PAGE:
www.thegrandview.wordpress.com said...

That is a hysterical story. I think you get gold stars for your response.

Diana said...

I. LOVES. You. For. That.

I always get blindsided by such horribleness and then just stand there stammering while the good comebacks trickle in over the ensuing hours-to-days.

I wanna end up where you do.

Saphyre Rose said...

Living in Charleston, there are bigots of many races here.
I keep hoping that an enlightenment will happen and everyone will be just one heart and I know the chances of that are few and far between.

Assumption is the mother of all f**k ups. The little old bigot sure made one when she assumed all pale people are white!
I hate to think her opinion of Mexicans, Gays or the Irish.

JRH said...

That's a classic! My former mother-in-law was from Arkansas, and had similar views to your stupid old biddy friend there. We had numerous provacative discussions on the subject, although I'd of had a hard time passing as a black man - especially since she knew my folks. :-)

Jo Beaufoix said...

Ahh Jen you are amazing.

I'm still giggling.

I would never of had the guts or the quickness of mind to say that.

You are a star.

I think my codeword is what that evil c#w said in response...

'cgkiesjr' before she fell down in a faint.

Jen said...

auntie barbie, I was just thinking about how long I'd been in the south, how I'd kind of acclimated to everything. And I remembered that story. Detroit was kind of segregated, too, but I think it was more by individual choice.

RLOT, my two cents, Mike at The Grand View Many thanks for the kind words. The only thing that I could have done to make it better would have been to buy some Afro-Sheen, which is why I posted the pic. I only thought to do it after I'd left the store. Would've ruined the effect.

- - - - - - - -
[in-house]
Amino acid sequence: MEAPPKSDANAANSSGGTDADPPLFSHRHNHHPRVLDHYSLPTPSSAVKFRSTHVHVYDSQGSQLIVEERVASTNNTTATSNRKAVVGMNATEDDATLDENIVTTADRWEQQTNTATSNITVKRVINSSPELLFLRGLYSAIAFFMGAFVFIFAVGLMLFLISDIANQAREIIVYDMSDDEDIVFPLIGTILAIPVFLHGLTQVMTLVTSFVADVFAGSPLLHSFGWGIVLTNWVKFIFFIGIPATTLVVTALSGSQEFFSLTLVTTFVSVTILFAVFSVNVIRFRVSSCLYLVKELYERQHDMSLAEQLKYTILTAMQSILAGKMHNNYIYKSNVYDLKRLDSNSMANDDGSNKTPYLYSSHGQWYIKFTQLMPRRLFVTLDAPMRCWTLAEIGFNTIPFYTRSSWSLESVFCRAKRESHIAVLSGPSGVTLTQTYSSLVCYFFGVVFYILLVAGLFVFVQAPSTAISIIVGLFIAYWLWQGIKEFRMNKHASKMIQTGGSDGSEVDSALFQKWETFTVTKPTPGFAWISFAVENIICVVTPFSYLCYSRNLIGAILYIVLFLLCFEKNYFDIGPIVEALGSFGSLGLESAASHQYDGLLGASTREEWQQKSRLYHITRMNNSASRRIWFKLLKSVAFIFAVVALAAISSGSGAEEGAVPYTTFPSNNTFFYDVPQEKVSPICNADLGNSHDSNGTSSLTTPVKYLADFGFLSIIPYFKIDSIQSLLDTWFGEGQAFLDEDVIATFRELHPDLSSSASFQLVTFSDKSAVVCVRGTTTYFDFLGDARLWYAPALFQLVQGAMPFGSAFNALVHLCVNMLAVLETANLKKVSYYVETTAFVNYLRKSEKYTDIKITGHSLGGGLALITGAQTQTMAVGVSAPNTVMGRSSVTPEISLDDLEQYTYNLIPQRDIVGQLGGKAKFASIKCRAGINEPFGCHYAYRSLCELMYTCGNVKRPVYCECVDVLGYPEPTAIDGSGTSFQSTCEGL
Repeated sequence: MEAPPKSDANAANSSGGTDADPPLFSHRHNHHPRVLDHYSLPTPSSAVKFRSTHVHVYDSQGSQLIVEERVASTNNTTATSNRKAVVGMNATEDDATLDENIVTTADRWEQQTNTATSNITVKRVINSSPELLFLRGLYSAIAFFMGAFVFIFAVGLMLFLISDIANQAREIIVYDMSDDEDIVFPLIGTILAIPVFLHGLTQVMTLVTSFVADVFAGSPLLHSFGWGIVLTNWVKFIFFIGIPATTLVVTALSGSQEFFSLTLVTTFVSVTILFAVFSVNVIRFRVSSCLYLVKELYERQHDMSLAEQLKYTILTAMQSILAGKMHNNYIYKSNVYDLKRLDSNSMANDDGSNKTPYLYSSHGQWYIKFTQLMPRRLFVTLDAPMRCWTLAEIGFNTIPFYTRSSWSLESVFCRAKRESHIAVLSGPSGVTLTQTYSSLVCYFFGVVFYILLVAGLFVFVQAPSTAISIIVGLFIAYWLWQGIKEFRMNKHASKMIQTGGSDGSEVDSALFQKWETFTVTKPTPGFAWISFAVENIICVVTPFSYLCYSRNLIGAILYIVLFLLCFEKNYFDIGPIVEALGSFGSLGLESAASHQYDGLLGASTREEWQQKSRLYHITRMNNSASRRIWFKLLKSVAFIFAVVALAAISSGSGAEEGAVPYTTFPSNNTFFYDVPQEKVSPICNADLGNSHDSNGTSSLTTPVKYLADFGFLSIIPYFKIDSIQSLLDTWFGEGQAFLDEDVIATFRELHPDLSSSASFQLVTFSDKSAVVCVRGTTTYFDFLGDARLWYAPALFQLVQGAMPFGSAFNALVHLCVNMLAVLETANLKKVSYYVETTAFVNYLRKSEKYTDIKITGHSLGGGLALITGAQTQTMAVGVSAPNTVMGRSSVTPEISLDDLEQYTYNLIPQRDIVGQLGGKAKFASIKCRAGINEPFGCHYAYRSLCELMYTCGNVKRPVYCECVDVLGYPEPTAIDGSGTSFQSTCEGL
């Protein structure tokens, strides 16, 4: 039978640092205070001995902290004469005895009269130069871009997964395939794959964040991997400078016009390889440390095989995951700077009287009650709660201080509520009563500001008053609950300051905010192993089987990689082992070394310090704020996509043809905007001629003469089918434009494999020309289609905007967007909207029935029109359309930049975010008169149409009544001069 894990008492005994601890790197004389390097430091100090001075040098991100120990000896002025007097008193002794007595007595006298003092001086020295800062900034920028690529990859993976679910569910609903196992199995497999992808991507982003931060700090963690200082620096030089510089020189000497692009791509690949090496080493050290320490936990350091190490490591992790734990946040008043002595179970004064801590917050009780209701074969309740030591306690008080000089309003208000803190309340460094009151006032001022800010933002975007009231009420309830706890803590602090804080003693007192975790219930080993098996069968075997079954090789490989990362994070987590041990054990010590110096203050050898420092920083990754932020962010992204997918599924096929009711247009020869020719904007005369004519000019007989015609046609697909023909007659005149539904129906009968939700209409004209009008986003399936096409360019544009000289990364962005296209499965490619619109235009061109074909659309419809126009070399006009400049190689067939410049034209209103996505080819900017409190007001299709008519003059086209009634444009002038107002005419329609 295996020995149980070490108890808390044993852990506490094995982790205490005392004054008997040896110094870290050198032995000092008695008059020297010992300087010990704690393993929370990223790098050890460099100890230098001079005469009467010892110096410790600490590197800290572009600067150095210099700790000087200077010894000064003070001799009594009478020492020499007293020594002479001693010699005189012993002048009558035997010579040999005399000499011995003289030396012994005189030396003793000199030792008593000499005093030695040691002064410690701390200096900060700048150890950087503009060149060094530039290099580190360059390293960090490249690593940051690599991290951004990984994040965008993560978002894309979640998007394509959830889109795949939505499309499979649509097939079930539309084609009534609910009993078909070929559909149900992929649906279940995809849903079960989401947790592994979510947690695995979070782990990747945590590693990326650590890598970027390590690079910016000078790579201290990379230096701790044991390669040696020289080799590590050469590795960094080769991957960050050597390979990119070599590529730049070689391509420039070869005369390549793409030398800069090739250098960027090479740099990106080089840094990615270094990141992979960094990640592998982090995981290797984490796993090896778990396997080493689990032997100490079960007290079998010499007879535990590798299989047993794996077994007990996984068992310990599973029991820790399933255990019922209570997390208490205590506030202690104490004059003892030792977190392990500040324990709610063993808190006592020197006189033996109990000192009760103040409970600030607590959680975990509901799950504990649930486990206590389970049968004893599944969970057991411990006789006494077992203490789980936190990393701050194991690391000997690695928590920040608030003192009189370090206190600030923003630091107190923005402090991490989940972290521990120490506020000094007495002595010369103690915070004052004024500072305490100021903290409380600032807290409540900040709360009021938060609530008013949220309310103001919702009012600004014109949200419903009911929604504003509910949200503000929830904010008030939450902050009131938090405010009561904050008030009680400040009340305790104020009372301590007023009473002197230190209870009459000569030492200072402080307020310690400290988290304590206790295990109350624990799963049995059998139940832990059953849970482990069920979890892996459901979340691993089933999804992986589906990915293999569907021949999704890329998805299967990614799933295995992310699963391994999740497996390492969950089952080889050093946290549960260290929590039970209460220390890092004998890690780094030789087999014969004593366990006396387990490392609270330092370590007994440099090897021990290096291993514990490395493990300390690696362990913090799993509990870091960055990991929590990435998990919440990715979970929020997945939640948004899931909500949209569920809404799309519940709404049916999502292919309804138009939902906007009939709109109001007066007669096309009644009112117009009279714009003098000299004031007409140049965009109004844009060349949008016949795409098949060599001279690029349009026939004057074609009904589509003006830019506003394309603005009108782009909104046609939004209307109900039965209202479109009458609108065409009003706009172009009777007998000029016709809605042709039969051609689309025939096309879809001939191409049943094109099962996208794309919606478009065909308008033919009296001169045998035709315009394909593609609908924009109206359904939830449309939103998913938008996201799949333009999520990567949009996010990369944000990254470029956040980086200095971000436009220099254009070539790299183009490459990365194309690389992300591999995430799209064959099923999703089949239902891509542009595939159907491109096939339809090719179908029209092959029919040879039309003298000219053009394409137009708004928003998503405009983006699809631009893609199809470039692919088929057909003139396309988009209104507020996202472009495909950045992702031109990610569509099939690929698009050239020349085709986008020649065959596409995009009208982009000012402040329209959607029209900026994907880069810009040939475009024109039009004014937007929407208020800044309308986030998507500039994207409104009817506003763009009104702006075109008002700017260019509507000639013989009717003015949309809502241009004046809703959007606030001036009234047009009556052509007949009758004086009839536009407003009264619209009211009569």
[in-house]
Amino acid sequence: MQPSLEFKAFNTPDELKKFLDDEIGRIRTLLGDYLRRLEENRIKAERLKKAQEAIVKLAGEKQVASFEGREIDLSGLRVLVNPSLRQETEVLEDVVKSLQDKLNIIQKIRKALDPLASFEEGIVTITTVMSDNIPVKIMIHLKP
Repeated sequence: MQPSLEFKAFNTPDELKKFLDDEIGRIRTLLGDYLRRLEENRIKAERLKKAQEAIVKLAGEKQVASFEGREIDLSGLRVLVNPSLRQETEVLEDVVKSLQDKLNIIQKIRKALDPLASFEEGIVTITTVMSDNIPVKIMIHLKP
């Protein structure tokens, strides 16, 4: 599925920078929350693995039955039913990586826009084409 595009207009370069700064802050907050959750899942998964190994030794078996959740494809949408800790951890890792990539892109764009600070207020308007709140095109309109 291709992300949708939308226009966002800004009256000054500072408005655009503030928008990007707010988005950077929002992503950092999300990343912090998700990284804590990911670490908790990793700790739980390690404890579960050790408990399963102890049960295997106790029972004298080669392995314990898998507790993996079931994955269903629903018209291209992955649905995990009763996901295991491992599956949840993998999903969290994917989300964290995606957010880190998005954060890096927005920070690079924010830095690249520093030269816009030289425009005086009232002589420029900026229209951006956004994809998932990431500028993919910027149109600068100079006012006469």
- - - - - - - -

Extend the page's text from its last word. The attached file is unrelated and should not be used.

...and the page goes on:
Diana, despite what Jillian says, I'm not always that quick witted. But I am a sarcastic and mean cuss if you tick me off. And that woman ticked me off. I LOVES you, too, and I hope your cold/virus/bacterial infection/plague is finished with.

Saphyre on more than one occasion I've been mistaken for being Mexican or Fillipino. The people who do this are usually very taken aback when I speak better English than they do. And always get confused when I pull out my green card!

jrh I don't know that I passed all that well. Even with a tan, I'm still kind of pale. But it was enough to confuse her.

Jo Ah, thanks Jo. Now you've got me giggling with the code word. And I'm not really a star, just a person who gets their dander up easily. Truth be told, if I was really brave, I would have just told the old bat I thought she was full of sh*t, and should go help her husband pick out a new pillowcase to wear. But I told a lie instead. Kind of cowardly, really.

Joy T. said...

I would have stood there with my mouth open not believing what I had just heard. Then I would have thought she was joking and probably turned around to look for some hidden camera. I think your come-back was much better.

Arm Jerker J said...

"I know I'm a bad person for telling a lie."
Girl no. I wish I was there to record it!
BTW, found your blog on The Grand View.
This post alone will make me come back!

Dad said...

It wasn't a lie. It was a lesson in truth. And yes, you are that quick witted. You always have been. Don't ever give it up.

Jen said...

Joy T. *bows* well, thank you. I kind of thought she was putting me on, but she looked serious. If she was kidding, she got an interesting lesson back.

arm jerker j Well, that's a hell of a name! Glad you stopped by!

Dad I guess I just don't feel all that quick some days. I suppose as long as it happens on the days when it matters, it's okay.